Who’s job is it, anyway?
For a Hispanic marketing initiative to be a success, it needs to be on everyone’s radar. Capturing a significant and rapidly growing consumer base requires a representative team, from all parts of a company, to learn and to deliver on focused, integrated solutions.
Our 360 Approach goes much deeper into the organization than advertising, marketing and communications. Together we work as a cross-functional client team that offers complete visibility into all aspects of the business. The 360 view provides far reaching insights, allowing companies to develop effective, sustainable strategic and activations plans.
The 360 Approach:
- Ensures the company moves through the discovery and strategy development process as a business opportunity assessment, not just a Hispanic marketing planning project.
- Develops a team that overcomes past misperceptions and hurdles to truly understand your Hispanic market, and has the skills and resources to deliver a relevant product and customer experience.
- Creates internal change agents who will speak on the project’s behalf within the organization, because it makes good business sense for them.
- Allows the multicultural manager, director or vice president to focus on driving the strategy forward, instead of selling it. Simultaneously, all the functional and business areas involved own the solutions in their respective areas.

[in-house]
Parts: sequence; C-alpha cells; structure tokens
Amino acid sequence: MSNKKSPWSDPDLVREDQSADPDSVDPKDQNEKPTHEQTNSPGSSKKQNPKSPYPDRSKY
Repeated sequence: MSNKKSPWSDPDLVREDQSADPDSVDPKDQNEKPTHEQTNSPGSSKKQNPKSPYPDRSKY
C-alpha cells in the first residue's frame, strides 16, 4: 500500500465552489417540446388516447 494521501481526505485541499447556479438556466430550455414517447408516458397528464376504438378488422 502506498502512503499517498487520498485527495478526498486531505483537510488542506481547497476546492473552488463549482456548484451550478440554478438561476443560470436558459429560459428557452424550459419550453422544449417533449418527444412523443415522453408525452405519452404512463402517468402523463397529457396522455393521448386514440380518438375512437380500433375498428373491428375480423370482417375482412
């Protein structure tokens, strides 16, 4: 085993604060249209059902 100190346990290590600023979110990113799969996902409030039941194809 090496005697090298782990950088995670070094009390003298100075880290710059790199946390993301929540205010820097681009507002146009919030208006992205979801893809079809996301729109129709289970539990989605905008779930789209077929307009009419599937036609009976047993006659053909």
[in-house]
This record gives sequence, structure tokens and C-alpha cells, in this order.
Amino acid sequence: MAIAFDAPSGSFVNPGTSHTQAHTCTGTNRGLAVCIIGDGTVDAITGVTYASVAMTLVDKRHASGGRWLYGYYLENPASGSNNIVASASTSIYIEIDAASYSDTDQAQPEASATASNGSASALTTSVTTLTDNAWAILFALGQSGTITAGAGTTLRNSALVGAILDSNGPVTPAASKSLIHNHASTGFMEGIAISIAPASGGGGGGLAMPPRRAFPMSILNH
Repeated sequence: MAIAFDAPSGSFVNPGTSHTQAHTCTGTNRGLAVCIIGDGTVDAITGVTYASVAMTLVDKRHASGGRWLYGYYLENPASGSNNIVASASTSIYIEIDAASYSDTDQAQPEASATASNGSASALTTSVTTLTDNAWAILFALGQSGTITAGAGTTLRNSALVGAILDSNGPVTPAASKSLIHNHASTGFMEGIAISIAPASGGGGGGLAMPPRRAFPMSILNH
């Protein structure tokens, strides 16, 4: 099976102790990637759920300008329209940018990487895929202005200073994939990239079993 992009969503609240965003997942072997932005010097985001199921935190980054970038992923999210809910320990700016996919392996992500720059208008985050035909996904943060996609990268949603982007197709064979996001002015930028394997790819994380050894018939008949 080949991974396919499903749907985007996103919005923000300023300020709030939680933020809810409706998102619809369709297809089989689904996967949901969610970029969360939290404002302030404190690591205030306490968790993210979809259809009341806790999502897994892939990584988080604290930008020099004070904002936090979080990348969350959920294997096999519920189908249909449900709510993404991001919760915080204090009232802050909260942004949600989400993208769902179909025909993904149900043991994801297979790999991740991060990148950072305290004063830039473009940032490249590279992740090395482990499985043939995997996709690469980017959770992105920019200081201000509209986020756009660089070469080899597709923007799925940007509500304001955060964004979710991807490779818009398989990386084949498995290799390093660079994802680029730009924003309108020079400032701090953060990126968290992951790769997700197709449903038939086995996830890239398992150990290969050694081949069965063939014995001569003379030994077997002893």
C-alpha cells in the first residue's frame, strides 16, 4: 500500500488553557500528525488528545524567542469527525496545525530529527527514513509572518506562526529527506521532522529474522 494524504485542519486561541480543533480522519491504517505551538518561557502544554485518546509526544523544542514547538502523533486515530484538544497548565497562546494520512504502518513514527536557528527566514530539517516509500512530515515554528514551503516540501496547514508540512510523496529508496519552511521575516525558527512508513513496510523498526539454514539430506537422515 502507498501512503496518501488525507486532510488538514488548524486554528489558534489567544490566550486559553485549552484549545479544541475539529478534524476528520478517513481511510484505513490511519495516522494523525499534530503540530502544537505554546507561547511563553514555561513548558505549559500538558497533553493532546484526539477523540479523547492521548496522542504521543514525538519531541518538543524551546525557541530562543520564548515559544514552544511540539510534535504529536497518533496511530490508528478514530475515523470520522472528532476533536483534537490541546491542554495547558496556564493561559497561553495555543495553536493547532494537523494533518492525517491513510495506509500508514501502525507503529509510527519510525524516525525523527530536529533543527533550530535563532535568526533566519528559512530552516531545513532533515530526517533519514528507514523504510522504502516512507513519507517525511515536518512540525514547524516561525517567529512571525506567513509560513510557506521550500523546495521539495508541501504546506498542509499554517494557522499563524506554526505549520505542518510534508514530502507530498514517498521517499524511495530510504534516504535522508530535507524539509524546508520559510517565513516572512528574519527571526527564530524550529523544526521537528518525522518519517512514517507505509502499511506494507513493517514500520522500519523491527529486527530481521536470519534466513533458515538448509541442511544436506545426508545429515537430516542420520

In the end, each functional area is fully vested in the recommendations and can confidently present the plan to their executive and department teams. We find this approach ensures fast approvals and smooth and consistent implementations.
The alternative is proven. And it’s not pretty.
The missteps are many. They usually begin with an unpremeditated jump into the Hispanic market; and include handing off the “initiative” to a Hispanic agency partner, or hiring a VP of Hispanic Marketing or a Multicultural Marketing Manager. None of these roles becomes integrated into overall company operations.
The new hire is enthusiastic to drive the company’s initiative. But one person against a machine is unrealistic and unsustainable, and 12 months, 18 months down the line, the Multicultural Marketing Manager has submitted his resignation out of frustration.
A vicious cycle
A single VP, Director or Manager of Hispanic Marketing engages in a constant battle to be heard. When a Hispanic initiative is not an integrated part of the company’s operations, support of this manager’s suggestions is arbitrary. Each area decides subjectively the extent to which they will cooperate–or not–based on that single department’s time, money and resources. Worst of all, imagine trying to gain the ear of a C-level executive, who has a hundred other worries to tend besides a solo-driven Hispanic marketing initiative.
Without support, the initiative moves to “the back burner,” until someone asks about what the company is doing to capture Hispanic market, and the vicious cycle begins again.